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Mirtazapine for depression

Zispin SolTab

The usual dose is one tablet each day, taken at bedtime.

It may take up to four weeks after starting this treatment before you feel the full benefit. Do not stop taking it, feeling it is not helping.

It is common to feel sleepy when you first start taking mirtazapine.

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About mirtazapine

Type of medicine


Used for

Depression in adults

Also called

Zispin SolTab®

Available as

Tablets, melt-in-the-mouth (orodispersible) tablets, oral liquid medicine

Depression can develop for no apparent reason, or it may be triggered by a life event such as a relationship problem, bereavement, or illness.

Brain cells, called neurons, release a number of chemicals which go on to stimulate other neurons. This leads to electrical impulses which result in the many functions controlled by your brain, including mood. Noradrenaline (norepinephrine) and serotonin are two chemicals released by neurons. Mirtazapine works by increasing the amount of noradrenaline and serotonin available in your brain. This can help ease the symptoms of depression.

Before taking mirtazapine

Some medicines are not suitable for people with certain conditions, and sometimes a medicine may only be used if extra care is taken. For these reasons, before you start taking mirtazapine it is important that your doctor knows:

  • If you are pregnant, trying for a baby or breastfeeding.

  • If you have any heart, liver or kidney problems.

  • If you have low blood pressure (hypotension).

  • If you have ever experienced any problems passing urine.

  • If you have ever had a seizure, or fit.

  • If you have high levels of glucose in your blood (diabetes mellitus).

  • If you have a condition which increases pressure in your eye(s) - for example, glaucoma.

  • If you have had any other mental health problem, in particular psychosis or bipolar disorder.

  • If you have ever had an allergic reaction to a medicine.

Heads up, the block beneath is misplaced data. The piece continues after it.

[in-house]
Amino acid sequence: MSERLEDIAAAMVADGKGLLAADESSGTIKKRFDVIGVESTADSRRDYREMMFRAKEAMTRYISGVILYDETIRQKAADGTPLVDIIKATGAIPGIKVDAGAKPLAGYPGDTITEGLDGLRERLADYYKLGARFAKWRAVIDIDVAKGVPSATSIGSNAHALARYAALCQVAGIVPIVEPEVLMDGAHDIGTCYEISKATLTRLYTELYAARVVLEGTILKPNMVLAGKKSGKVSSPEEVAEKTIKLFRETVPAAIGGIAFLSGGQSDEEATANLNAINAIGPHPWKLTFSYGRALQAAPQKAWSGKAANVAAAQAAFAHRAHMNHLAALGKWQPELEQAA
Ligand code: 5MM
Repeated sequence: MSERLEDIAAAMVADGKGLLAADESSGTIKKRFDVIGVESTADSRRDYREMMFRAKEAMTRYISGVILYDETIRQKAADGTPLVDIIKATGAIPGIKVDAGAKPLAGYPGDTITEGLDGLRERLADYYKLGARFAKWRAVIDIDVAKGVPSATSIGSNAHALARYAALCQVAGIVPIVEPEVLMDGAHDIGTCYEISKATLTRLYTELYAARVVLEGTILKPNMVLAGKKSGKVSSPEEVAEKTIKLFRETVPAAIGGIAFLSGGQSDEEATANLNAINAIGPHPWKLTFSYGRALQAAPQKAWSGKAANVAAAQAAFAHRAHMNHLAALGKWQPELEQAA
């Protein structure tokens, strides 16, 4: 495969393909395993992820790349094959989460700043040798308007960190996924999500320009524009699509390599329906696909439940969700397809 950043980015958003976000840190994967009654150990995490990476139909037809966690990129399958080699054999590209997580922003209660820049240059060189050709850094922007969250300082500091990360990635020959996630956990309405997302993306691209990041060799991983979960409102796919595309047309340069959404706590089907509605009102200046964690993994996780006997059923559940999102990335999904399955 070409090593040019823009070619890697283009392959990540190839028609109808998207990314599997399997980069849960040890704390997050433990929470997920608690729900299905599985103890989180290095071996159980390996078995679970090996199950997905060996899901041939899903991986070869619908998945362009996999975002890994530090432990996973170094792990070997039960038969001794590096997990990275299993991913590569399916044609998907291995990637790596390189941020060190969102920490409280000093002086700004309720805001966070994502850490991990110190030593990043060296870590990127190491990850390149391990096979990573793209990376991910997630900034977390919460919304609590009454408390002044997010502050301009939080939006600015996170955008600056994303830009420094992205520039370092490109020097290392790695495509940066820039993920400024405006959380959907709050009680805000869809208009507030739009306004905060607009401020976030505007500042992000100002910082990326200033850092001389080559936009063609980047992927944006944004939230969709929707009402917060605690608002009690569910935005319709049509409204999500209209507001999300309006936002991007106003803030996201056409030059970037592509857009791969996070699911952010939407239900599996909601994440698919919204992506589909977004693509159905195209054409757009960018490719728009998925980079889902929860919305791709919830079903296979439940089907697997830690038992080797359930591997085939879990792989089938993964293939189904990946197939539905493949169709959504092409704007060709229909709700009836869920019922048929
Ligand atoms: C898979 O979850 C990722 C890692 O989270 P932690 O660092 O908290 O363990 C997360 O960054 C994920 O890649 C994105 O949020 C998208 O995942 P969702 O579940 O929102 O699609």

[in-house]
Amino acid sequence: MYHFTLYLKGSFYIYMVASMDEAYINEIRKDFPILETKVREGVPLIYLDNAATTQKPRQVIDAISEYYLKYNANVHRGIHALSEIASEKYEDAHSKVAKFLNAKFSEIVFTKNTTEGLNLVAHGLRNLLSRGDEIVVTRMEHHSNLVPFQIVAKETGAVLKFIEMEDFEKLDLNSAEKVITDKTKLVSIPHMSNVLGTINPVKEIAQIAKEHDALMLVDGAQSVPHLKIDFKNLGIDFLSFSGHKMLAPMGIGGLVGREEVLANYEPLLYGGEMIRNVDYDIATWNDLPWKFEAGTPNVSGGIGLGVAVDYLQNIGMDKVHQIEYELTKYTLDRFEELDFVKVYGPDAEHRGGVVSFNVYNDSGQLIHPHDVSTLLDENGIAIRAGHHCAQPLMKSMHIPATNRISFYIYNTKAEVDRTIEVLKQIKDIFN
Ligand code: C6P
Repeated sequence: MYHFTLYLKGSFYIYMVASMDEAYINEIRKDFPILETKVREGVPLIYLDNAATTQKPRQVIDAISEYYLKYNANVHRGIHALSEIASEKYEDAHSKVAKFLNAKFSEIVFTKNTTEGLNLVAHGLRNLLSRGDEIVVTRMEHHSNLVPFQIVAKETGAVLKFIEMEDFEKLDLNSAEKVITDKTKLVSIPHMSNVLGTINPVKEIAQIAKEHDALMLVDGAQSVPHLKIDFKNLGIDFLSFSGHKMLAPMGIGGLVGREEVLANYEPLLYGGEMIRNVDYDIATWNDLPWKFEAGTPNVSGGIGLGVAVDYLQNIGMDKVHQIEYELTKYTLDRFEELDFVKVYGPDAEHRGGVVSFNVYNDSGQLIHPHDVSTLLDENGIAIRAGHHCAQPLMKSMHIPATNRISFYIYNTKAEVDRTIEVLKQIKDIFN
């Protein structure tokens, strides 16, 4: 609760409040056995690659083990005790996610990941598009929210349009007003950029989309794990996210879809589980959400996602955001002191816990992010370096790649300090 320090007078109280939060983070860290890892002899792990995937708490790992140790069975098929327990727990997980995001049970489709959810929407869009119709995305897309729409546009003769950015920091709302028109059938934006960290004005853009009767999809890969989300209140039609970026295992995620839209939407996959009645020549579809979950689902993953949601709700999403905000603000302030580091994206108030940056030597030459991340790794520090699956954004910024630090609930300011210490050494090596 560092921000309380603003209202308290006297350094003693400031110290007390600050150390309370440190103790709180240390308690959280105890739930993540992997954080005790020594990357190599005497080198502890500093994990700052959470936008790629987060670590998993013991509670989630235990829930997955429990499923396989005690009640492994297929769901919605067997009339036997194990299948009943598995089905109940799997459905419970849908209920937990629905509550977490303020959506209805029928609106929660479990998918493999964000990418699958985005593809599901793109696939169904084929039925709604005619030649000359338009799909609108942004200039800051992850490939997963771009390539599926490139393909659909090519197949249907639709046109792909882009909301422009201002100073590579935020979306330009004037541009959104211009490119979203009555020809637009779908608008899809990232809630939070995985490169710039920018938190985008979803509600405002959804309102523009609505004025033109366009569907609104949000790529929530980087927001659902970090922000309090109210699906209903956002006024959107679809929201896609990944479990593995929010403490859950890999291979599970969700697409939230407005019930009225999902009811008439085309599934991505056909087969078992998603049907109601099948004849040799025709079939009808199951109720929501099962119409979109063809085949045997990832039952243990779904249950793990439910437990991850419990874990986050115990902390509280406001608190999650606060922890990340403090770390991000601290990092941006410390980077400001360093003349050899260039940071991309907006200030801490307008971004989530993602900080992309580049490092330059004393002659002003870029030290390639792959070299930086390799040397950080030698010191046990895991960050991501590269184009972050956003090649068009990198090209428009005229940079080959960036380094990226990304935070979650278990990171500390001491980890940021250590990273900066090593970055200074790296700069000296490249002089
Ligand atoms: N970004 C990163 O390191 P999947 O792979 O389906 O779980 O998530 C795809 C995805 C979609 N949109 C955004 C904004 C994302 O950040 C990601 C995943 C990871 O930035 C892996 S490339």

• If you are taking any other medicines. This includes any medicines you are taking which are available to buy without a prescription, as well as herbal and complementary medicines.

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How to take mirtazapine

  • Before you start this treatment, read the manufacturer's printed information leaflet from inside your pack. The manufacturer's leaflet will give you more information about mirtazapine and a full list of side-effects which you may experience from taking it.

  • Take mirtazapine exactly as your doctor has told you to. It is generally prescribed as a once-daily dose, at bedtime. There are several strengths and types of tablet available, so your doctor will tell you which is right for you. This information will also be on the label of the pack you have been supplied with.

  • You can take mirtazapine before or after food.

  • Unless you have been given a melt-in-the-mouth (orodispersible) tablet, in which case see below, you should swallow mirtazapine tablets whole - do not chew or crush the tablets. Take them with a drink of water.

  • If you have been given an orodispersible tablet, these are made to dissolve in your mouth so that you can swallow them without needing a drink of water. Remove the tablet carefully from the wrapper (by peeling back the foil) and place it on your tongue. Make sure your hands are dry before touching the tablet.

  • If you have been prescribed the oral liquid medicine, measure out your dose (using the oral syringe provided) into a glass and take it mixed with some water. Do not mix it with any other drink.

  • If you forget to take a dose, don't worry, just remember to take the next dose when it is due. Do not take two doses together to make up for a missed dose.

Getting the most from your treatment

  • You may feel that mirtazapine is not working for you straightaway. It can take a week or two after starting treatment before the effect begins to build up, and 2-4 weeks before you feel the full benefit. Do not stop taking it after a week or two, feeling it is not helping.